“The clock seems so hard to get.  This is so special.  I try not to get too caught up in the emotion of it because it’s a team deal, but this is very personal and very special to me to be able to win here.”

The authentic nature of Junior celebrating this win like it was his first – or potentially last with crew chief Steve Letarte, who moves on at year’s end to join the NASCAR on NBC broadcast booth – was a refreshing tonic on a day where cautions and two red flags plagued the race and Junior nearly lost it again on the final sequence.

With under 10 laps to go, the pit stop sequence shuffled Junior outside the top three heading into the final restart. No matter, though, as he was positive he and Letarte had made the right call.

“It wasn’t hard at all. Staying out on old tires, we were going to lose for sure,” he said. “Taking two tires, if nobody else took two tires, so we got all these guys behind us on four tires, we were probably going to be beat.

“It was the right call to come get four.  I knew it was.  I had to hope to line up in the right line, get the right circumstances in the restart.  Sometimes it doesn’t work out.  I could have gotten beat out of pit road by somebody and not had the opportunities I made on the inside.”

But with fresh tires and a determined will to win, he made it back to the front those final few laps.

“I remember going into turn three and seeing Tony (Stewart, then the leader) struggle,” Earnhardt explained. “I thought, I got to get by him really fast because he’s going to hold me up.  If I have to run behind him for even a corner, I’m going to have somebody with four tires, just like me, on my bumper.  That’s not going to be fun for three laps.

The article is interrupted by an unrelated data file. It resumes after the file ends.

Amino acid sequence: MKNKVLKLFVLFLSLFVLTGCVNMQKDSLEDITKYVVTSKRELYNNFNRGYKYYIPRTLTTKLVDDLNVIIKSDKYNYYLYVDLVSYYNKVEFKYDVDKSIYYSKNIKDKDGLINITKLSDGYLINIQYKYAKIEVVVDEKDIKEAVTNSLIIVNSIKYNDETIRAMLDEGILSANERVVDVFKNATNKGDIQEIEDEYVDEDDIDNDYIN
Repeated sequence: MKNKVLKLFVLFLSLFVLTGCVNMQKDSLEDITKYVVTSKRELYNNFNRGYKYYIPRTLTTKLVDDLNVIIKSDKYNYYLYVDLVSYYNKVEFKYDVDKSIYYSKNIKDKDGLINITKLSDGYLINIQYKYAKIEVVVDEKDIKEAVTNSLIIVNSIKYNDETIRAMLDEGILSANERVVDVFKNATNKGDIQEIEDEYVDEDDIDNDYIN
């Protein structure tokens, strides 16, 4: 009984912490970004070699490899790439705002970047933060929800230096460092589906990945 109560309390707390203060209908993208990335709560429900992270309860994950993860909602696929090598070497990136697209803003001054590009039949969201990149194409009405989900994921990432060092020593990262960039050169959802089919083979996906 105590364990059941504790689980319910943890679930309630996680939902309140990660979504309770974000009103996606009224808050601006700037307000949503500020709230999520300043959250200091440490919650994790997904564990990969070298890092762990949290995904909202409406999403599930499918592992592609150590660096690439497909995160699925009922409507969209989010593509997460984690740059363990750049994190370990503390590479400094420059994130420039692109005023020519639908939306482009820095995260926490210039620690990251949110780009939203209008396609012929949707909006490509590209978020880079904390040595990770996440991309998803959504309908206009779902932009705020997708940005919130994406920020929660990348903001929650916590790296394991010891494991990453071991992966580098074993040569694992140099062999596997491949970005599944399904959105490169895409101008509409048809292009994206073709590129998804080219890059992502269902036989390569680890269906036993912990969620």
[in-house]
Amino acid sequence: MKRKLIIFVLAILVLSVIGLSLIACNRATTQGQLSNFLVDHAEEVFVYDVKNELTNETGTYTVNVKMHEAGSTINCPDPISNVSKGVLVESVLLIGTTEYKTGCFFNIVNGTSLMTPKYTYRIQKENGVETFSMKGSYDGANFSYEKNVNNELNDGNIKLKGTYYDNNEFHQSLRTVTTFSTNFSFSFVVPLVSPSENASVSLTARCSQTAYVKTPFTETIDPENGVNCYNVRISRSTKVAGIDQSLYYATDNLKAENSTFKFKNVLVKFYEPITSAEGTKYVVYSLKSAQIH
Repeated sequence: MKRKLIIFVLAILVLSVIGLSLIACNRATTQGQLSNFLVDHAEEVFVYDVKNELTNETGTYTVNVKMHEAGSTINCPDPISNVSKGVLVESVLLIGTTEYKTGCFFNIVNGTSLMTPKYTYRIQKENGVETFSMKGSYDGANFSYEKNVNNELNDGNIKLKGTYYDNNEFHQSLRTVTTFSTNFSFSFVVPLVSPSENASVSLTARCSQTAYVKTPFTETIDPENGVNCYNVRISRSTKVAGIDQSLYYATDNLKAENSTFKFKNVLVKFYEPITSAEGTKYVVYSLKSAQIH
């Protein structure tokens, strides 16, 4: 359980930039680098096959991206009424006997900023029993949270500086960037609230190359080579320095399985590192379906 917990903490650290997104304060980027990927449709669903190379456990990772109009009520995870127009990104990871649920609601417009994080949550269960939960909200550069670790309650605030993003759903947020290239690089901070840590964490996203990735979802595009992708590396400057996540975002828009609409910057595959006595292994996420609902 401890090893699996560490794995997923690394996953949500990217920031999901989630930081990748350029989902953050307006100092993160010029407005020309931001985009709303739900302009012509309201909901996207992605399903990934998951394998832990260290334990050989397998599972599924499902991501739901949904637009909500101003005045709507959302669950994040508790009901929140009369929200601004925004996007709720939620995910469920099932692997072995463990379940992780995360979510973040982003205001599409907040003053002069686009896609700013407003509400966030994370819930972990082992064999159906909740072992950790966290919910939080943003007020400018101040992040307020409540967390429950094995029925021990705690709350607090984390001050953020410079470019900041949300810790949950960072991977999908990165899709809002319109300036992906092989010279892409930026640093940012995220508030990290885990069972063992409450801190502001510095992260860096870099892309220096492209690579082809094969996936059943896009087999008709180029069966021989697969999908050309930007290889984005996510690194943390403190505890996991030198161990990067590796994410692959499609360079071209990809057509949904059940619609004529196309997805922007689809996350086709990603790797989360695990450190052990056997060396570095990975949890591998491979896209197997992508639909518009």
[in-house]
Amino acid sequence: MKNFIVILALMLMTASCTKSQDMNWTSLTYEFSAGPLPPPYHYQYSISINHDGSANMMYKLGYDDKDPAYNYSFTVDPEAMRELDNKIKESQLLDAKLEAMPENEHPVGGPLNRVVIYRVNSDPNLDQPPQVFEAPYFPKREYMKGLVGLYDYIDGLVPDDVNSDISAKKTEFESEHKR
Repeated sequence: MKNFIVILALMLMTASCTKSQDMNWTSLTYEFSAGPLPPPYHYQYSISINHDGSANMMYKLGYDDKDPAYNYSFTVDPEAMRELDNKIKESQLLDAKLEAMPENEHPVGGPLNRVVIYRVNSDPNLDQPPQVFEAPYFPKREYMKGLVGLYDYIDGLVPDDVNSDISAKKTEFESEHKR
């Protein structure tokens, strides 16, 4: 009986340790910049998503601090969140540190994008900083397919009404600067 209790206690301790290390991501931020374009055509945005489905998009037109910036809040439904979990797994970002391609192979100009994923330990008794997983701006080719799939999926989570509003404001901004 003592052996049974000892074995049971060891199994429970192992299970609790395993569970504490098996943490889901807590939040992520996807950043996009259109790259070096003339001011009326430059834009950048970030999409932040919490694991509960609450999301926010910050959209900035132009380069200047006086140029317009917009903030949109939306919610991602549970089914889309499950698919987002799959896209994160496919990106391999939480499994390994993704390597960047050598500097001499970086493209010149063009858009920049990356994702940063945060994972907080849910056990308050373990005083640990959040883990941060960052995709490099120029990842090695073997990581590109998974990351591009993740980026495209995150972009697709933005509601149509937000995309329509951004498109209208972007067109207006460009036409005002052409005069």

“I got sort of a run.  I really wasn’t under Tony, but I think he knew that the position was lost and he’d give me the inside going into three.  As soon as we got in the center corner, I just gassed it, doored him pretty hard.  But I had to go.”

Go he did, and go hard celebrating he did immediately after that checkered flag.

Final 2023 Rolex 24 at Daytona results, stats

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DAYTONA BEACH, Fla. — The 2023 Rolex 24 at Daytona overall results were all streaks: two consecutive victories in the endurance classic for Meyer Shank Racing and three in a row for Acura.

And Helio Castroneves became the second driver to win three consecutive Rolex 24s and the first to win in three straight years (Peter Gregg won in 1973, ’75 and ’76; the race wasn’t held in ’74 because of a global oil crisis).

Starting from the pole position, Tom Blomqvist took the checkered flag in the No. 60 ARX-06 that led a race-high 365 of 783 laps with co-drivers Castroneves, Simon Pagenaud and Colin Braun.